This one’s a little different. Read it on Scribd below. (Also, please ignore the footnotes at the bottom of this post.)
I love letters. This is a fact you may have known, but in case you were unaware, well, there you go. Writing almost every day for my blogathon project has been fantastic in many ways, but one unfortunate side effect is that I’ve been unable to take the time to write the letters to friends I’ve been meaning to write. Molly, Julianne, Tom–there are many people who I want to sit down and pen letters to, and I will, but probably not until this blogathon is finished.
Sorry. A man’s gotta do what a man’s gotta do.
Before I go on, let me set the scene for you. It’s a warm summer night in Walla Walla, and since our studio apartment is on the third floor of our three-story building, it’s a little warmer to boot. The apartment is quiet right now–surprisingly, R is also writing a letter–so apart from the sounds of our pens scratching paper, we’re making very little sound. Instead, the air is filled with the rhythmic pulse of crickets wafting in the open windows.
In short, it’s one of the best conditions for summer letter-writing I could ask for. I wouldn’t turn down a mint julep to accompany the scribing, but even without, it’s pretty damn pleasant.
I’m writing tonight because, well, I wanted to write a letter. Even though this will end up reaching the same audience, writing these words in ink feels worlds apart from typing them, enough so that it scratches that itch. Far be it from me to denounce technology, but I’ve found, time and time again, that the experience of writing a letter has absolutely no digital substitute. Email, though it may be the letter’s digital analogue, has absolutely nothing on the letter-writing experience.
I maintain that the letter is the most intimate form of written communication. It’s why I cherish the letters I exchange with the people I care about.1slight redundancy: I only exchange letters with people I care about. And since this is kinda a letter but also a blog post, let me share with you some reasons why the letter is the
best most intimate form of written communication.
#1: Total Creative Freedom
Emails, Facebook messages, texts–they all look the same. Cell phone software developers and Facebook programmers developed unified styles for the presentation of conversations, carefully crafted to match the brand’s UI guidelines. Email might be in a different color or a different font, but even then, there’s only so much you can do.
And, y’know, that makes sense. I get it. Conversations are representations within the system on those platforms–they have to fit within a larger environment of information.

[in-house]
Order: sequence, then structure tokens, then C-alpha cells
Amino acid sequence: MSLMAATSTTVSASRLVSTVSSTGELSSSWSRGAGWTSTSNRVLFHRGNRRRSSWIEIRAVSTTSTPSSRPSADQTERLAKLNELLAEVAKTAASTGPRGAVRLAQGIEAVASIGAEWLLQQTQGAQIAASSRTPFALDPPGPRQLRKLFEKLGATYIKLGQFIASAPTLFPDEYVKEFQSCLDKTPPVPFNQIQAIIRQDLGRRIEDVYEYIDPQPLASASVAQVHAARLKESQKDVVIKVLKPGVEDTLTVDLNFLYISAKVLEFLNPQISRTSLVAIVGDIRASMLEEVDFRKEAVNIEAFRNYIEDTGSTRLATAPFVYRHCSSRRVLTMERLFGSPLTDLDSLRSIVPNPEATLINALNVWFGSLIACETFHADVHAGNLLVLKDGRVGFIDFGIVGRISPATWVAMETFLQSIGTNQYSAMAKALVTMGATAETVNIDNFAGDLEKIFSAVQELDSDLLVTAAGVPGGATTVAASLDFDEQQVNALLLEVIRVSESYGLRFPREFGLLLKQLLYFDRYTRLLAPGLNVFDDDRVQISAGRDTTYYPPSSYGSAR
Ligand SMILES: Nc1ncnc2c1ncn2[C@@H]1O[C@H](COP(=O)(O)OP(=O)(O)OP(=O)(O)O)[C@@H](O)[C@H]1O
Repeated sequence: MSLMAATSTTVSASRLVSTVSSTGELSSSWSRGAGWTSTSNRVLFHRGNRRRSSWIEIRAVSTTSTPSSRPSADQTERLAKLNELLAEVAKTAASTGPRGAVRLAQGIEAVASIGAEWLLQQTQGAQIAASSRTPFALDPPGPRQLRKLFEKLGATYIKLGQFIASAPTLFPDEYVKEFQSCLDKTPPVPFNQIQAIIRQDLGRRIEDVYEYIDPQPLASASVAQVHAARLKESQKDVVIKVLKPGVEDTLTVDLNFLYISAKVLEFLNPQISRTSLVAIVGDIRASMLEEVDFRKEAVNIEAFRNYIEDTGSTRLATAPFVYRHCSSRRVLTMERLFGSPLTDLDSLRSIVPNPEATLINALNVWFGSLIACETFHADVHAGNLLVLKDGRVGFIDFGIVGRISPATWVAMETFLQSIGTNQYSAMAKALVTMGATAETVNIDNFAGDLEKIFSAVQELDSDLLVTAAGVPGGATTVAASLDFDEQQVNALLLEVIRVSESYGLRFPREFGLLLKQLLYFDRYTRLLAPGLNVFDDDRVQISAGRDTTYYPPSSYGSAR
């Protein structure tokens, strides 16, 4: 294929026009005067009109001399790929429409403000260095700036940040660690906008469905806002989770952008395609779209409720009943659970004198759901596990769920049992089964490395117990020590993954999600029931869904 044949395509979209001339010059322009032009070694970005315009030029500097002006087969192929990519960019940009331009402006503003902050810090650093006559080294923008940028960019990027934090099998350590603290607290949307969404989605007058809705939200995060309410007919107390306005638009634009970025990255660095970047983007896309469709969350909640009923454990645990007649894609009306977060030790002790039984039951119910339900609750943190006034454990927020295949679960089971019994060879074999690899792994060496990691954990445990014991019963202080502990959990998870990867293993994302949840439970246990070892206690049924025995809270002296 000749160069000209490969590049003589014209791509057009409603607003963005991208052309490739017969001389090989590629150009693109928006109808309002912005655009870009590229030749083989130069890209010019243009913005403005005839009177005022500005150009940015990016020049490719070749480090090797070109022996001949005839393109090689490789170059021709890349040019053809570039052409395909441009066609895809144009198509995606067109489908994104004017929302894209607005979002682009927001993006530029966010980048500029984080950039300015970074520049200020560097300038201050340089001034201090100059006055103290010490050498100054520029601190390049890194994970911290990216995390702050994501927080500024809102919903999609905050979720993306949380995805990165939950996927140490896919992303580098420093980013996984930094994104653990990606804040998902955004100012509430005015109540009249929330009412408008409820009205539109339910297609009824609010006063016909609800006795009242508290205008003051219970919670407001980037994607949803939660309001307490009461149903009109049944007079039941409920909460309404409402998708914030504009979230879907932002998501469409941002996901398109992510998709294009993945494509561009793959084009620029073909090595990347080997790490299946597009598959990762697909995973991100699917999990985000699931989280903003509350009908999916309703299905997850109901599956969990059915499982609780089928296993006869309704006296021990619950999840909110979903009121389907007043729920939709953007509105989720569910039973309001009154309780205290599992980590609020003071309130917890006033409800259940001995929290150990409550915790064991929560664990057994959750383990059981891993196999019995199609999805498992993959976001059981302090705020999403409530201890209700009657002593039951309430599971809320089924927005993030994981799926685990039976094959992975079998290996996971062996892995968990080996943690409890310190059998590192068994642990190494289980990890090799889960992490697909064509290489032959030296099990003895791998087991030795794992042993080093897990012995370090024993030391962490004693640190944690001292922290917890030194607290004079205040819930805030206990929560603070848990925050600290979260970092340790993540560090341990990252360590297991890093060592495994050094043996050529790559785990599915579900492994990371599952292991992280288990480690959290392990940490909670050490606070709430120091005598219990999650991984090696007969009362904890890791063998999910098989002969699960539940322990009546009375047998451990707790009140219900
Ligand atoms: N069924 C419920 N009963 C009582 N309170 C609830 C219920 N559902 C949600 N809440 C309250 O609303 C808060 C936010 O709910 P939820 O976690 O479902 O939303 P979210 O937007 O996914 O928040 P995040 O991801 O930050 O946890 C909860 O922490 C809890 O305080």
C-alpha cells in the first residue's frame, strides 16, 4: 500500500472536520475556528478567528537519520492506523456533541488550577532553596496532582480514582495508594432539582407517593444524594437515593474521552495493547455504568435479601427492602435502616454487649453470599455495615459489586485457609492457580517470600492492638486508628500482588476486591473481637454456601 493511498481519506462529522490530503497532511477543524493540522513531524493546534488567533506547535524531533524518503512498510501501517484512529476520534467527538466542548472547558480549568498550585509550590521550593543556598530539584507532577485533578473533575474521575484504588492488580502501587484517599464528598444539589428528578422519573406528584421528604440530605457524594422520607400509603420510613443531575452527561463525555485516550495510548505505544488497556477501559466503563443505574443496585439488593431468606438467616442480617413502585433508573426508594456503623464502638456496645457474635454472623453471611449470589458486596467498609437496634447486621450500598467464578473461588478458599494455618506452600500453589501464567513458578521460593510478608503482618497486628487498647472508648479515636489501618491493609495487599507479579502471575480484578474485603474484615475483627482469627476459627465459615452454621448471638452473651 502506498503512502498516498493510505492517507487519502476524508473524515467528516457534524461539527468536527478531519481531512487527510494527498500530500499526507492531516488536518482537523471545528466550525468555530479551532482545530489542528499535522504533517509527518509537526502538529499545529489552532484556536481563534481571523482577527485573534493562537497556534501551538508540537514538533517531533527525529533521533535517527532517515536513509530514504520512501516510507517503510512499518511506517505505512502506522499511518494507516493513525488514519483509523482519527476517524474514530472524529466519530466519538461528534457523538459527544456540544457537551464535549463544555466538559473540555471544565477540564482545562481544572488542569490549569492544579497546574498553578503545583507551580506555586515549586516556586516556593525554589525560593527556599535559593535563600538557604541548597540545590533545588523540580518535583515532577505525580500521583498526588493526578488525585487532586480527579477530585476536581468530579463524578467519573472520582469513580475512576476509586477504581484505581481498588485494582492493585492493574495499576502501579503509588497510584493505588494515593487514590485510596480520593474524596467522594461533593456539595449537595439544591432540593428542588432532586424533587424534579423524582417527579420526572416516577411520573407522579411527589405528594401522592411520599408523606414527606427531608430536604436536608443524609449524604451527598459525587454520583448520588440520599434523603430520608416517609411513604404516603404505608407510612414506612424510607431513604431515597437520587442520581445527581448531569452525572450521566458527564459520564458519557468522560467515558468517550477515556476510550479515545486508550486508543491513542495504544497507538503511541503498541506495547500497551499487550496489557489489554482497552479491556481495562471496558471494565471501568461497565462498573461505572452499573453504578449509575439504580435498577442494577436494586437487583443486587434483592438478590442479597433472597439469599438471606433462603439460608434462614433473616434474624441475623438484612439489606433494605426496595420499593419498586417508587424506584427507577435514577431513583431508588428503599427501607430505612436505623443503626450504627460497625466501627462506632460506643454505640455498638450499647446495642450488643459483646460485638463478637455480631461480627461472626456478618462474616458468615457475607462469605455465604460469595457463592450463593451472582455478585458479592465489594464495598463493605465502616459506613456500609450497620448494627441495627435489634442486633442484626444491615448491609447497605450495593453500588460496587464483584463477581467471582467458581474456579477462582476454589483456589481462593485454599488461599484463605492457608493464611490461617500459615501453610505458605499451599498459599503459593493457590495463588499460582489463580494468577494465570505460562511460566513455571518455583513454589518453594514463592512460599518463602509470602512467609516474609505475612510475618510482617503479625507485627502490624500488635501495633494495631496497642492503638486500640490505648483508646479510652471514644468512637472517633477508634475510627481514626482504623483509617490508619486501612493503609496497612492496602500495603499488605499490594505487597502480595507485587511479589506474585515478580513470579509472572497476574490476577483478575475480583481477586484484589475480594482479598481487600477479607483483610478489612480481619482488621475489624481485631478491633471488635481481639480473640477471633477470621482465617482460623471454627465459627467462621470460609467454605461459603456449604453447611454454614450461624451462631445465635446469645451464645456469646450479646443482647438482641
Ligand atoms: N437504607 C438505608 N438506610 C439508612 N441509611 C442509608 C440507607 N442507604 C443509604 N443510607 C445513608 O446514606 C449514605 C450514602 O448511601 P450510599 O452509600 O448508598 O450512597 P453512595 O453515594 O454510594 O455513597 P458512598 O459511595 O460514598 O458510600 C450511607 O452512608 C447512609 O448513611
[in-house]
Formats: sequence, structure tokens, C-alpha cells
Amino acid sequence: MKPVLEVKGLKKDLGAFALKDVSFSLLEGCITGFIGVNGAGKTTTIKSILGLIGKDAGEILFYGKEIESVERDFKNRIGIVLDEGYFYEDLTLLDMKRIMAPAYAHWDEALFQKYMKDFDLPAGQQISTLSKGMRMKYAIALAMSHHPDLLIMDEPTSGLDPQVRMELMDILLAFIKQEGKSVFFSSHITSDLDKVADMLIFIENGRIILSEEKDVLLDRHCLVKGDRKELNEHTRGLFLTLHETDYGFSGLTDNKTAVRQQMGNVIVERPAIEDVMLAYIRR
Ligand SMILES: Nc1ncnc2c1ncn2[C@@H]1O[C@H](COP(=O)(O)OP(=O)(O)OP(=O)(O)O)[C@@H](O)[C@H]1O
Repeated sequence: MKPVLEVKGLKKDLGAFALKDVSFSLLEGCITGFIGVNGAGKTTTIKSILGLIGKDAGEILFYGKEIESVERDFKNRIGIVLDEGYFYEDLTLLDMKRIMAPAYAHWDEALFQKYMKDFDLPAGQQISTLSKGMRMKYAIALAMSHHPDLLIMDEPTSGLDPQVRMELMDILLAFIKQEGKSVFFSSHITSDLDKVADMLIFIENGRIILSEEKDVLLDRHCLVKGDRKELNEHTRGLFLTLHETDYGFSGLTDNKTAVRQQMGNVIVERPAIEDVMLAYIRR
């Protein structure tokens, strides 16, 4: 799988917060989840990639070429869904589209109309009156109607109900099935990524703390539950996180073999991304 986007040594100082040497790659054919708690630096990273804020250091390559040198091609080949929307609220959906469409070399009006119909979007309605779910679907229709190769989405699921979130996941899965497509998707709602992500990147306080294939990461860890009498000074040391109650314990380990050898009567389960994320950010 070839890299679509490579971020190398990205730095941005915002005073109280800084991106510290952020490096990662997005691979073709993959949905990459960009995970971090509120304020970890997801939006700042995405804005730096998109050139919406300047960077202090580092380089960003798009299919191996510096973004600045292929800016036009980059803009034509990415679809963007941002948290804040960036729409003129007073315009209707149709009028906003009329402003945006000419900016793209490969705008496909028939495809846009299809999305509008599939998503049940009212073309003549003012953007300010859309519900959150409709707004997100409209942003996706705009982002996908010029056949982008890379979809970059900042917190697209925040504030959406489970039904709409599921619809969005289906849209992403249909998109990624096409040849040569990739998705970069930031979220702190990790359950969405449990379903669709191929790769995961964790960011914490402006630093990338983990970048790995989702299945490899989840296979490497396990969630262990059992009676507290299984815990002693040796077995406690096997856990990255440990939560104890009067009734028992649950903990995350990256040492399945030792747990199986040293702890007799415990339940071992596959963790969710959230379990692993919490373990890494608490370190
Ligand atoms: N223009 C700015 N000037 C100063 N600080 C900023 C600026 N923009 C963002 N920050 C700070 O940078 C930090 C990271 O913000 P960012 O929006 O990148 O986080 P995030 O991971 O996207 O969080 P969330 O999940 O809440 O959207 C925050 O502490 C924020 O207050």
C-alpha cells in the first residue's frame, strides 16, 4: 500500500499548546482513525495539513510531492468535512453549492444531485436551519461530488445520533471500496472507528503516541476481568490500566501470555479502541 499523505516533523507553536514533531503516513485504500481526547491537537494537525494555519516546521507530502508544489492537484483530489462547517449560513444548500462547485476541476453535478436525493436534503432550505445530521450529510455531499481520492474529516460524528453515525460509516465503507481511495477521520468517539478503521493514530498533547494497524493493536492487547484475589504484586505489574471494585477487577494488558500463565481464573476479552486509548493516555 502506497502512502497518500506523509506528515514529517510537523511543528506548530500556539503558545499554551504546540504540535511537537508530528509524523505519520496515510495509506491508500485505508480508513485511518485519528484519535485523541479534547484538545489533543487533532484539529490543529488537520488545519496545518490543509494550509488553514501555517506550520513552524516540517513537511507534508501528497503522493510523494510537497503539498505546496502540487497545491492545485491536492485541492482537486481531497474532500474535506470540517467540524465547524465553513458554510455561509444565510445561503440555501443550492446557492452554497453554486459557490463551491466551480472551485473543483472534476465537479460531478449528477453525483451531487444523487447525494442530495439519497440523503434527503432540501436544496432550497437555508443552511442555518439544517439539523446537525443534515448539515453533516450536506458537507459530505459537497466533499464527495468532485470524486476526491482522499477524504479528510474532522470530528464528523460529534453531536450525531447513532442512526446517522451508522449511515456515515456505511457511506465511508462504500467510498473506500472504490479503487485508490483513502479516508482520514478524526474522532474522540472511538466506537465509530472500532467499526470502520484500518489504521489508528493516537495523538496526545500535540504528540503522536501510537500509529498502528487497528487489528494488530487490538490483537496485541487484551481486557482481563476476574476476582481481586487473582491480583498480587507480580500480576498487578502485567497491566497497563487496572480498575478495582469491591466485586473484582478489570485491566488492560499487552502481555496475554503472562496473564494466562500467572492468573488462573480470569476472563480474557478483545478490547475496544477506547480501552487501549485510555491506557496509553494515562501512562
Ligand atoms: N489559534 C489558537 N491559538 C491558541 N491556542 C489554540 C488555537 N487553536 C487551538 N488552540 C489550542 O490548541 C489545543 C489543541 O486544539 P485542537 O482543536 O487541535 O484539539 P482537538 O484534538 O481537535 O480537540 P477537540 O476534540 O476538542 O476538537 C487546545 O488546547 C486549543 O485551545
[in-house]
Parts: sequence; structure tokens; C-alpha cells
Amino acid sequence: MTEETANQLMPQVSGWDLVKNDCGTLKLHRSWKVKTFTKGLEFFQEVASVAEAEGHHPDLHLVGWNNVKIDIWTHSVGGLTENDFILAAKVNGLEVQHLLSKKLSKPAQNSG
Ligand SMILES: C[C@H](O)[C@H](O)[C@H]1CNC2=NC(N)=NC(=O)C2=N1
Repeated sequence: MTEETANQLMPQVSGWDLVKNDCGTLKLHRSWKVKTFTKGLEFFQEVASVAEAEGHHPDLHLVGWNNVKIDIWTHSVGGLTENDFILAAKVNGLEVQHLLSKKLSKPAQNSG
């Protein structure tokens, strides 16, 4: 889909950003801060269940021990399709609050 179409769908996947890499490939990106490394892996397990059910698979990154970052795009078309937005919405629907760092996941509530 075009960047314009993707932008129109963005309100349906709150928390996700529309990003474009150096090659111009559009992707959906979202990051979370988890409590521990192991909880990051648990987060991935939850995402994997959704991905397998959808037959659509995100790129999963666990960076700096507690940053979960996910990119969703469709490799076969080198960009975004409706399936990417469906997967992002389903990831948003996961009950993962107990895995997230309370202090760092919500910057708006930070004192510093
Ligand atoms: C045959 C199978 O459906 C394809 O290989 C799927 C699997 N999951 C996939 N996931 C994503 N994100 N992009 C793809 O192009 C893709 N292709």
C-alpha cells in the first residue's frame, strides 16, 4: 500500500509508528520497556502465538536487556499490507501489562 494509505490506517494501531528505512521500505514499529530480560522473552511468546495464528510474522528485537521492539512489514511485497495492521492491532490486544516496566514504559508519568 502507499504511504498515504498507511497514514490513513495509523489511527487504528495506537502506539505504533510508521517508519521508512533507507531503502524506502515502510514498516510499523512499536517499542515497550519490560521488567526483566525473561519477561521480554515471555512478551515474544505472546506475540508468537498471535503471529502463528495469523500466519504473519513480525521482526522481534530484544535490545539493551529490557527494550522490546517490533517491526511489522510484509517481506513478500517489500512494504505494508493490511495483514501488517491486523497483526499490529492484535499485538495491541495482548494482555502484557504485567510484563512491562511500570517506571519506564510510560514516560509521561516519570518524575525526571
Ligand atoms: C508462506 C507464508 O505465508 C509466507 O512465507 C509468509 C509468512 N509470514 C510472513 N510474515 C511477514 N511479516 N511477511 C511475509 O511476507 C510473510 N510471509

But on the page? I can do WHATEVER I DAMN WELL PLEASE.
I can go perpendicular.
I can hop from side to side.
I can pepper my words with illustrations (see Fig. A), footnotes 2or, even sillier, footnotes within footnotes (yes, I went there), or embellishments (which I don’t feel like exemplifying, but you get my drift).
The page gives me total creative freedom, which allows me to make my letters truly mine.
This is something you just don’t get in any other form of written correspondence. True, there’s room for individual voice in word choice and grammatical quirks, but really, on the internet, everyone sounds more or less the same.
But in a letter?
This letter–like all the letters I write–allows me to be me. It allows me to be myself in a way no other medium does. As a result, I feel a stronger emotional connection with every letter I write.
#2: It Requires Trust
Instant messengers just wouldn’t work if you couldn’t look back at least a message or two to see what you’d said. Email chains quote the contents of the previous message. With the exception of Snapchat3I talk to only a single person on Snapchat. The service terrifies me slightly and makes me feel old., almost every digital correspondence you send is saved somewhere for you to see.
But when you’re done with a letter, you seal it in an envelope and mail it. Unless it’s a love letter to your future spouse or evidence to be used in a trial, you’ll likely never see it again. You can’t change it, you can’t take it back, and you can’t even read what you wrote 4unless you make a copy of your letters, but who does that? Maintaining a conversation via handwritten letters requires a considerable amount of trust.
At least twice in my life, I’ve confessed my feelings for people via letter, primarily because of the one-way finality of post. For folks who are shy or afraid of saying something, handwritten letters provide an intimate yet non-immediate medium, plus a powerful force of inertia. Sealing that envelope and putting it in the mailbox is something you can’t just Ctrl+Z out of. Once you’ve done that, short of crawling through the Postal Service’s mail bins5DON’T DO THIS., you can’t take it back, and you can’t even see how you worded things.
Relinquishing that control feels important to me, for some reason.
#3: It’s Sensual
Surely, I’m not the only one to notice this.6yes. yes I am.
Writing a letter is a sensual delight. You feel the paper softly give as your pen glides across. Every space between words brushes your wrist. Depending on the pen, you might even catch a whiff, metallic and dark, of the ink.
The sound of a period. CLICK. Or an em dash–JIT. Each word is its own symphony of sounds and feels, and sometimes, I imagine I could just close my eyes and tell which words were being written just by the sounds of the letters.
I’m not saying I get off on it. But come on, you have to admit: writing a letter is sexy.
Writing a letter, for me, isn’t just about conveying info in an outdated way ’cause I’m too cool for technology–it’s a very specific experience all of its own. It’s intimate, an act of shared vulnerability. In a world of mediated connections, sometimes it’s worth the hassle to feel something raw.